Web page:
Sounds delicious – I just ordered seeds. I love tromboncino squash, but this sounds just a bit better and perhaps not as aggressive? Thanks for the recommendation!
I love tromboncino too, but I think Centercut is my new favorite!
I am curious why you prefer centercut over tromboncino. I cannot see much difference. They are both excellent, but the seed of the former costs a great deal more.
In my garden, Centercut at the green stage has much more flavor than the Tromboncino. At the mature stage, I think Centercut is one of the best tasting of the neck pumpkin types I have ever grown. One packet of seed will last me for at least two seasons, and considering the number of high quality squashes I get I think it is a bargain! Also, I was not compensated in any way for this review, or given free seeds.
Looks like an interesting squash. I am growing Teot Bat Put squash this year. I swear I learned about it on your blog, but I can’t find it in the search box. If you have grown it, how do you cook it? Mine is now at the ready to harvestwinter squash stage,
I haven’t grown it, but it sounds interesting! I would love to know how it tastes. The moschata types typically do well for me here.
That leaves me wondering where I heard about it. It is a hybrid, available from Kitazawa Seed Company, which specializes in Asian vegetables. It is also known as Asian zucchini and Avocado squash (because of the shape).
That looks like a winner. I like the idea of a smaller Tromboncino squash and if it tastes better too that’s a bonus. Maybe I’ll try it next year.
Thanks so much for sharing, Dave! – Kate Barney, VP of Row 7
Hi! As they mention it’s a new chapter of tromboncino, which doesn’t have edible seeds, are the seeds in this squash edible?
The seeds are edible when they are immature, but not when the squash matures. It’s pretty much like the tromboncino in that regard. In my opinion Centercut has a lot better flavor when fully matured though.
We picked up a center cut squash at a farm stand on the way home from vacation. It is not a young squash: the skin has already hardened and it is a lovely buff color. Can it be eaten or is this only for decoration?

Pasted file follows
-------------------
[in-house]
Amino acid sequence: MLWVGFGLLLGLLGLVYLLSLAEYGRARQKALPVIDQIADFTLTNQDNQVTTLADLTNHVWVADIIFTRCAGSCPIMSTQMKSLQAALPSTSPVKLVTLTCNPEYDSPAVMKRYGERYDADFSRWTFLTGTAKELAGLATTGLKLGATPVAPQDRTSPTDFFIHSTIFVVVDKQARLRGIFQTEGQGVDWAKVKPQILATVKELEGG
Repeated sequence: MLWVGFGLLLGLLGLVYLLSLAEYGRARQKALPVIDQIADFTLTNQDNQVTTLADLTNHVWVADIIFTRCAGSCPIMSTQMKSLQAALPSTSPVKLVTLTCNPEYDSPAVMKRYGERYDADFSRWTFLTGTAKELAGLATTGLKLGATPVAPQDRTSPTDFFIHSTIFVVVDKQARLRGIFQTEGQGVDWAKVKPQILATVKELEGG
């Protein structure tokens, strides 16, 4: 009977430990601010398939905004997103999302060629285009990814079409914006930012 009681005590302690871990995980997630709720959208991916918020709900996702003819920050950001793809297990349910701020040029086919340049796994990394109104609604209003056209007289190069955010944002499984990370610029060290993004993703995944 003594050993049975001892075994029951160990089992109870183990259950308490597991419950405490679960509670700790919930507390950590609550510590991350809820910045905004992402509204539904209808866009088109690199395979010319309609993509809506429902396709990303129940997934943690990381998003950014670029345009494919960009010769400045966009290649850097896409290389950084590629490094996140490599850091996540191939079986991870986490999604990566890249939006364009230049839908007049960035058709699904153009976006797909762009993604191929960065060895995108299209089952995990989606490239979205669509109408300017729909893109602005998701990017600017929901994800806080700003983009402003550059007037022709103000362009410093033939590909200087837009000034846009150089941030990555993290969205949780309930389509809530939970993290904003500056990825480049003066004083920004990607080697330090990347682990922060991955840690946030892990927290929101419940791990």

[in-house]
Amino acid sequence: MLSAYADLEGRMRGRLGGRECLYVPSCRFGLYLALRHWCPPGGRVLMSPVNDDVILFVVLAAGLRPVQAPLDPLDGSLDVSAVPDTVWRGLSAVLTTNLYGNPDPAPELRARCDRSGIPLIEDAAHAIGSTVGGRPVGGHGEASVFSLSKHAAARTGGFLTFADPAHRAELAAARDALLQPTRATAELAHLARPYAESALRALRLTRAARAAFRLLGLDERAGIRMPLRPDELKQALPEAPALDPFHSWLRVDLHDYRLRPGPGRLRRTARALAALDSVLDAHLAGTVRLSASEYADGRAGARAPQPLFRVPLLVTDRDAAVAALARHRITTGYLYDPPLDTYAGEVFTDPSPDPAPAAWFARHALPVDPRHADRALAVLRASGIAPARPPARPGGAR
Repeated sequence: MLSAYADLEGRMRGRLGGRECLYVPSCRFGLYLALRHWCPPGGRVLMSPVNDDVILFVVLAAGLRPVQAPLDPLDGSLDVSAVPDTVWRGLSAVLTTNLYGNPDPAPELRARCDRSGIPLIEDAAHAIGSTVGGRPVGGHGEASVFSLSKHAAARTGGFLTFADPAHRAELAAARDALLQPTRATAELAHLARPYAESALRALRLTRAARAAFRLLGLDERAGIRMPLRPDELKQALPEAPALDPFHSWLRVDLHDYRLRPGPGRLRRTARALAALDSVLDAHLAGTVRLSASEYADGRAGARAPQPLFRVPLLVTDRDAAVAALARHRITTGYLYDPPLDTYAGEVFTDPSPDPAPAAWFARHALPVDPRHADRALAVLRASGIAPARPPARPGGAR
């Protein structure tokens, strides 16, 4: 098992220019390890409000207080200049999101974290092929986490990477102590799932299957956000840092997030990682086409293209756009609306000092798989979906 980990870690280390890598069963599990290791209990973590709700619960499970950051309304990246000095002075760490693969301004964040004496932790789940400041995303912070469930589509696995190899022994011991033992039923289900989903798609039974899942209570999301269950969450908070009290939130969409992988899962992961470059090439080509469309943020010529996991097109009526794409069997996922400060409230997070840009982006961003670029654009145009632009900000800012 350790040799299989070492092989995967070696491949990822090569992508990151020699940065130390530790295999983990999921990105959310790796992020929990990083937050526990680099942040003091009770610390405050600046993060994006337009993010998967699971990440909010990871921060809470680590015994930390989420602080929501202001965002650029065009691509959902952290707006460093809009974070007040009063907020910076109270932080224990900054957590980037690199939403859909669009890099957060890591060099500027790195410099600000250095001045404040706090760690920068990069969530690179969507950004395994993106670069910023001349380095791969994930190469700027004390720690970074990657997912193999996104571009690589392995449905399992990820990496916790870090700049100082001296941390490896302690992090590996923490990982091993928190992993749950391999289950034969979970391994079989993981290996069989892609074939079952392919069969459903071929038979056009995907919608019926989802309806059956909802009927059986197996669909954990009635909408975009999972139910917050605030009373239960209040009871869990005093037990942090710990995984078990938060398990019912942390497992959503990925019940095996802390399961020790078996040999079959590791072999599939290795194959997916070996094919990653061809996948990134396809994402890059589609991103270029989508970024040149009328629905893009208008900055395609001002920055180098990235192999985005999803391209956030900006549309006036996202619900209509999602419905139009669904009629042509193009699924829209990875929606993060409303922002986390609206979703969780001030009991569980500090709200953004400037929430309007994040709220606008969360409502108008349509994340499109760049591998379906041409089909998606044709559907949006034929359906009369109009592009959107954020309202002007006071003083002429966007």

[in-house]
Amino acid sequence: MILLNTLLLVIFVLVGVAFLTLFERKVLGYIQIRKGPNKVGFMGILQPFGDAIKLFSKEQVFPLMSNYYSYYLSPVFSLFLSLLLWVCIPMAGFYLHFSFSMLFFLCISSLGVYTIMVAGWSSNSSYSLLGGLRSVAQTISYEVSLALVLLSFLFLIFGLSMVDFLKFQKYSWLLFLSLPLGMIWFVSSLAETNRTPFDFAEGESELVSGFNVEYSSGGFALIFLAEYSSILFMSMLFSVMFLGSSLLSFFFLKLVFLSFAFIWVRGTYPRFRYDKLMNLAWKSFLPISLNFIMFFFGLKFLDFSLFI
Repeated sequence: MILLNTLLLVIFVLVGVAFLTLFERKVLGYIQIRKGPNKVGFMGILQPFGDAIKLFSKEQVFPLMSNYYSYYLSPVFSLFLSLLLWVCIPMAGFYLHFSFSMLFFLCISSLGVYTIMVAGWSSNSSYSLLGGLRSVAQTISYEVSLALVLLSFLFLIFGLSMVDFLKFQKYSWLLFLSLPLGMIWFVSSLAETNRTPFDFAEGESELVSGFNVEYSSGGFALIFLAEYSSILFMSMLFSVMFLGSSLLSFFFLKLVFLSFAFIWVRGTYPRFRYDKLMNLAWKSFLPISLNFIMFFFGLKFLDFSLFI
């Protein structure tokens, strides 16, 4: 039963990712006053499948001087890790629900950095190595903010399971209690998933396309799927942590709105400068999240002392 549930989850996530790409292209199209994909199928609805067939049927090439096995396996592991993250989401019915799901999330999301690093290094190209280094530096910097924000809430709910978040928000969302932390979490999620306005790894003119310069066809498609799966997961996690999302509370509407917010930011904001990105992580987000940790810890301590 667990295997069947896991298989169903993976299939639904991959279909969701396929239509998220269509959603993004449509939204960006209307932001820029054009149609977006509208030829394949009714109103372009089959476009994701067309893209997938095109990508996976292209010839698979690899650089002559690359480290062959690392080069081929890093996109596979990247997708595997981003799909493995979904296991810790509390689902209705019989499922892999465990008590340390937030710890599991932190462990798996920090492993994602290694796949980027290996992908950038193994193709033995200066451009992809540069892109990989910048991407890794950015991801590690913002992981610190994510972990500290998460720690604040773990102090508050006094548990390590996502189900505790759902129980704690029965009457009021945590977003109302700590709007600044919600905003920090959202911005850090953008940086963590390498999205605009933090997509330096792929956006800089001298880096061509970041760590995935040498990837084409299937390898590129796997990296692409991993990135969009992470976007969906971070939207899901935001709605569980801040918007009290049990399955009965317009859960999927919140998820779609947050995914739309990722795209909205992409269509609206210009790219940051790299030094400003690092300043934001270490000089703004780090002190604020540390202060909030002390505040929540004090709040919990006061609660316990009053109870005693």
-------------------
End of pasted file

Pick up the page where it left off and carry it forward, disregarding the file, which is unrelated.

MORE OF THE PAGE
Yes, the mature ones can be eaten. I treat it like a butternut squash, and use it for roasting, soup, etc. I’ve got some maturing now. https://i1.wp.com/happyacres.blog/wp-content/uploads/2020/09/centercutsep20.jpg?ssl=1
I just learned about this squash today – I could only find the seeds from Row7Seeds.com. Hope this is helpful for anyone wanting to try out this veggie!
Row 7 Seeds is the supplier for this squash. I’m growing it again this year and it is doing great so far!
Do you have any of his squash available for sale?
Sorry, but no I don’t.
Do you think it tastes better in the young/zucchini stage or in the mature/butternut stage? And it really tastes better than Tromboncino in the youn/zucchini stage?
Vickie, I like it both ways! At the young stage, I do believe it has a more rich and full flavor than Tromboncino. I really like it roasted either on a sheet pan or in a cast iron skillet. We spiralize the Tromba a lot, which is harder to do with the Centercut. At the mature stage, it is sweet and makes a great pie as well as other uses where you would use Butternuts.
thanks much. I cannot generally get to the mature stage in my climate. But that is good to know.